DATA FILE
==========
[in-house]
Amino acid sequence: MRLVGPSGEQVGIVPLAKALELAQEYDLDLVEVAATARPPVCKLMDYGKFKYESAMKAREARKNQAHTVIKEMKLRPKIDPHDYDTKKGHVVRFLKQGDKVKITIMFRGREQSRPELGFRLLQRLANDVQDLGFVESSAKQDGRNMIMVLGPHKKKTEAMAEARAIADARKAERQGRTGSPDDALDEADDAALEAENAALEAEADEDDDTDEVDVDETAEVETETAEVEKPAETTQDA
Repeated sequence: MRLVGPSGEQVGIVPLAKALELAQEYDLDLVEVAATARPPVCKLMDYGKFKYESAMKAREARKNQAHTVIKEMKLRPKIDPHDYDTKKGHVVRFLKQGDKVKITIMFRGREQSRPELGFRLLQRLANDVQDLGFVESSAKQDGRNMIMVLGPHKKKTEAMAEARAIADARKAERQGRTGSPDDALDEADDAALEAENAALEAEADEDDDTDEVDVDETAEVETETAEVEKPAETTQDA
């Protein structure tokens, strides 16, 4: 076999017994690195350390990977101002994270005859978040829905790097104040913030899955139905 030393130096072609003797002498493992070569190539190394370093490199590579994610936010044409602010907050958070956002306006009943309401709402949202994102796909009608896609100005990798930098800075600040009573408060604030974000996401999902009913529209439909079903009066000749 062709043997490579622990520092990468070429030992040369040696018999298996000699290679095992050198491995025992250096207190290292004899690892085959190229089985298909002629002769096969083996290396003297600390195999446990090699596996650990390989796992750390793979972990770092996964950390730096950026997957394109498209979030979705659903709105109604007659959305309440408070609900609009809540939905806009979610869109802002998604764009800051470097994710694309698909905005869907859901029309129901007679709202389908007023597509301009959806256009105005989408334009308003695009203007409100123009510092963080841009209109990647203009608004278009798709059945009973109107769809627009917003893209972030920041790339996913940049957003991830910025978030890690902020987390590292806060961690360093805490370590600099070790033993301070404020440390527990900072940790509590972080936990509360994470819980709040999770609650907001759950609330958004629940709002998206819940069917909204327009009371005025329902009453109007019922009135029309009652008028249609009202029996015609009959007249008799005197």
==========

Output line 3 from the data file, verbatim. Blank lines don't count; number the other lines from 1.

Repeated sequence: MRLVGPSGEQVGIVPLAKALELAQEYDLDLVEVAATARPPVCKLMDYGKFKYESAMKAREARKNQAHTVIKEMKLRPKIDPHDYDTKKGHVVRFLKQGDKVKITIMFRGREQSRPELGFRLLQRLANDVQDLGFVESSAKQDGRNMIMVLGPHKKKTEAMAEARAIADARKAERQGRTGSPDDALDEADDAALEAENAALEAEADEDDDTDEVDVDETAEVETETAEVEKPAETTQDA